The research on the visual representations of the first Polish Nobel laureate in Literature was limited and resulted in sparse academic publications. Except for Płachecki’s article, which I have already mentioned, one should remember Marian Kowalski’s book, published in 1989 and presenting a summary of information gathered by 1986, which is the date of Sienkiewicz’s 140th birthday and 70th death anniversaries.[4]. Kowalski’s work is important, though limited in the scope of its analysis. There are also early, occasionally quoted analytical works, which tend to be treated as primary sources – Józef Ujejski’s and Jan Czepiński’s texts published on the occasion of Sienkiewicz’s death, as well as its 10th anniversary. [5] These publications are devoted to the national mourning after Sienkiewicz’s death, which had the nature of a collective demonstration or performance.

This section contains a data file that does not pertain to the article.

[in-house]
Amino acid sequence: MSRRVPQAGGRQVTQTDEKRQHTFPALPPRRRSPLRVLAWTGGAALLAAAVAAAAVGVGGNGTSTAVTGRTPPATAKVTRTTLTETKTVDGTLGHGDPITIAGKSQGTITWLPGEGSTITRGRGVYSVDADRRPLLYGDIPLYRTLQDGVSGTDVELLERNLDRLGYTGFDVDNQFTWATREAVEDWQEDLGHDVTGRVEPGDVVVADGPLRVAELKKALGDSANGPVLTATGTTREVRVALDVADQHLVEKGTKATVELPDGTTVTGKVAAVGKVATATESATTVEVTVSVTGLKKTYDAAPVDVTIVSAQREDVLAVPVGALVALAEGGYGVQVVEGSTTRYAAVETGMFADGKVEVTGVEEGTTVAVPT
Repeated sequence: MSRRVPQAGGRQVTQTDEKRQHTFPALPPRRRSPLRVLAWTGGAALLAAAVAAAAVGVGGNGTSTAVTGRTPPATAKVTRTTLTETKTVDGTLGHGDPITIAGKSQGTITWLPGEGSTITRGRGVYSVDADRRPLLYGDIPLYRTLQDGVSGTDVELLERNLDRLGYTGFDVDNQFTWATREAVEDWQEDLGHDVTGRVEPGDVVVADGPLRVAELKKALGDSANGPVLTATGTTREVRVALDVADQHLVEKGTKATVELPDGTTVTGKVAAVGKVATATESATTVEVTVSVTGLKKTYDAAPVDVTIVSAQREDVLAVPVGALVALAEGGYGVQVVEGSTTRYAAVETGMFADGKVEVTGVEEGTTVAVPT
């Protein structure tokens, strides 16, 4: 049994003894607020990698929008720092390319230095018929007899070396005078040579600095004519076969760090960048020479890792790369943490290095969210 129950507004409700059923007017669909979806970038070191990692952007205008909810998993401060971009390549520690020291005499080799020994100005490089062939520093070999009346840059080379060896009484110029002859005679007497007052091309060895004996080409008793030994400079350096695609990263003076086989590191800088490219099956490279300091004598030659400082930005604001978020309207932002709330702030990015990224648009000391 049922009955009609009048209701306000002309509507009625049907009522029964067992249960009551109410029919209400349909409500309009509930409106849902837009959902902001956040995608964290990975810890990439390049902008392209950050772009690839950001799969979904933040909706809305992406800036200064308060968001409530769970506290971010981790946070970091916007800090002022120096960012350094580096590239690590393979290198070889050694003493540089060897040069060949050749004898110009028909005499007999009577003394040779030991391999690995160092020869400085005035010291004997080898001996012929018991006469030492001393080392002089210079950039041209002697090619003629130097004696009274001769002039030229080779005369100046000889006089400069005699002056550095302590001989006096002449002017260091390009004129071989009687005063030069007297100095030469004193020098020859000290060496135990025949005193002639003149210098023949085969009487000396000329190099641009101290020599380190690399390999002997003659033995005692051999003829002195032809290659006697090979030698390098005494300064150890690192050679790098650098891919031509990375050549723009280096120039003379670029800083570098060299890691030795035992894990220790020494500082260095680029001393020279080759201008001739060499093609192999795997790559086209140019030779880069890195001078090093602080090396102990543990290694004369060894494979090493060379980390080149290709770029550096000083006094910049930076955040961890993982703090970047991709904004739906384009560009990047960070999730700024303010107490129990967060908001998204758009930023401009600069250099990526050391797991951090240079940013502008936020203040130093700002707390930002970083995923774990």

I am discussing here several chosen visual sources and performance descriptions stemming from the period in Sienkiewicz’s life which witnessed an explosion in the production of the writer’s painted portraits and their copies. Before radio gained popularity, the development of popular illustrated press reached its zenith in the first two decades of the 20th century (often referred to as the actual end of the “prolonged” 19th century). This period was, in general, permeated by a fascination with the modes of visual culture that were at that time not yet even one hundred years old. Joanna Kubicka notes that the century in question is the century of biography and that this particular period has marked historiography with an enchantment with great figures of “self-made men.”[6] In the 19th century, biographies were among the most widely read genres. Stories of great people were as popular as magazine fiction published in installments – and the medium used for such publications was invariably the well-established paper press. Self-made men, such as the “aristocrats of art” or the “aristocrats of knowledge” were appreciated more than aristocrats by blood. Greatness was no longer inscribed in family roots. At the turn of the 20th century, together with Helena Modrzejewska and Maria Słodowska, Sienkiewicz became world-famous. And fame was not only the domain of words but also of images and performances.